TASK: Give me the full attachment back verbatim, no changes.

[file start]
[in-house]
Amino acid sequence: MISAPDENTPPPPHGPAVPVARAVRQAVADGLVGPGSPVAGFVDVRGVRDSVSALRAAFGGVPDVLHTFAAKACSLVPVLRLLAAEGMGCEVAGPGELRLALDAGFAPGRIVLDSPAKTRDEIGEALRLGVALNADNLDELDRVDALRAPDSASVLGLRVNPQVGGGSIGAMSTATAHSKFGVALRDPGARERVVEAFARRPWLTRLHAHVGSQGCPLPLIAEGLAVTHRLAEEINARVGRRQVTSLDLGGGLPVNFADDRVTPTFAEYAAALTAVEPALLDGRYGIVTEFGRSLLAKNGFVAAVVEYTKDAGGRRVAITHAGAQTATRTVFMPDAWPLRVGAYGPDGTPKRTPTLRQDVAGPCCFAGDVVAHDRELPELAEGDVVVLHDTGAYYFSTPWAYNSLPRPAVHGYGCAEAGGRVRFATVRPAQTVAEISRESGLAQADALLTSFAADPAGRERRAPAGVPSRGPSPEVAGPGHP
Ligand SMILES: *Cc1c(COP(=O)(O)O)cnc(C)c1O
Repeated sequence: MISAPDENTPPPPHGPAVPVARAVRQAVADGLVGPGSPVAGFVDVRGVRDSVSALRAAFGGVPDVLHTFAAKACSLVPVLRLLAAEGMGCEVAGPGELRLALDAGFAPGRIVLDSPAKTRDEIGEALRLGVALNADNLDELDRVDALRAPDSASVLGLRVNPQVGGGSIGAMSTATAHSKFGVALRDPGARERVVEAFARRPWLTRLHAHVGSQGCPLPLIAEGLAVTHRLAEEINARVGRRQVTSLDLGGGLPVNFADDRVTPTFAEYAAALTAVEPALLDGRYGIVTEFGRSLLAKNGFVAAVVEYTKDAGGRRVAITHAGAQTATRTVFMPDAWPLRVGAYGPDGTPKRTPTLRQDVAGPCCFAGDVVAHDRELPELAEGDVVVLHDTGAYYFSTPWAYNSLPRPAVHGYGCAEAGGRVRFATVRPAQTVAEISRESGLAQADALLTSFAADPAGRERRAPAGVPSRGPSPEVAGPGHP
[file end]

[in-house]
Amino acid sequence: MISAPDENTPPPPHGPAVPVARAVRQAVADGLVGPGSPVAGFVDVRGVRDSVSALRAAFGGVPDVLHTFAAKACSLVPVLRLLAAEGMGCEVAGPGELRLALDAGFAPGRIVLDSPAKTRDEIGEALRLGVALNADNLDELDRVDALRAPDSASVLGLRVNPQVGGGSIGAMSTATAHSKFGVALRDPGARERVVEAFARRPWLTRLHAHVGSQGCPLPLIAEGLAVTHRLAEEINARVGRRQVTSLDLGGGLPVNFADDRVTPTFAEYAAALTAVEPALLDGRYGIVTEFGRSLLAKNGFVAAVVEYTKDAGGRRVAITHAGAQTATRTVFMPDAWPLRVGAYGPDGTPKRTPTLRQDVAGPCCFAGDVVAHDRELPELAEGDVVVLHDTGAYYFSTPWAYNSLPRPAVHGYGCAEAGGRVRFATVRPAQTVAEISRESGLAQADALLTSFAADPAGRERRAPAGVPSRGPSPEVAGPGHP
Ligand SMILES: *Cc1c(COP(=O)(O)O)cnc(C)c1O
Repeated sequence: MISAPDENTPPPPHGPAVPVARAVRQAVADGLVGPGSPVAGFVDVRGVRDSVSALRAAFGGVPDVLHTFAAKACSLVPVLRLLAAEGMGCEVAGPGELRLALDAGFAPGRIVLDSPAKTRDEIGEALRLGVALNADNLDELDRVDALRAPDSASVLGLRVNPQVGGGSIGAMSTATAHSKFGVALRDPGARERVVEAFARRPWLTRLHAHVGSQGCPLPLIAEGLAVTHRLAEEINARVGRRQVTSLDLGGGLPVNFADDRVTPTFAEYAAALTAVEPALLDGRYGIVTEFGRSLLAKNGFVAAVVEYTKDAGGRRVAITHAGAQTATRTVFMPDAWPLRVGAYGPDGTPKRTPTLRQDVAGPCCFAGDVVAHDRELPELAEGDVVVLHDTGAYYFSTPWAYNSLPRPAVHGYGCAEAGGRVRFATVRPAQTVAEISRESGLAQADALLTSFAADPAGRERRAPAGVPSRGPSPEVAGPGHP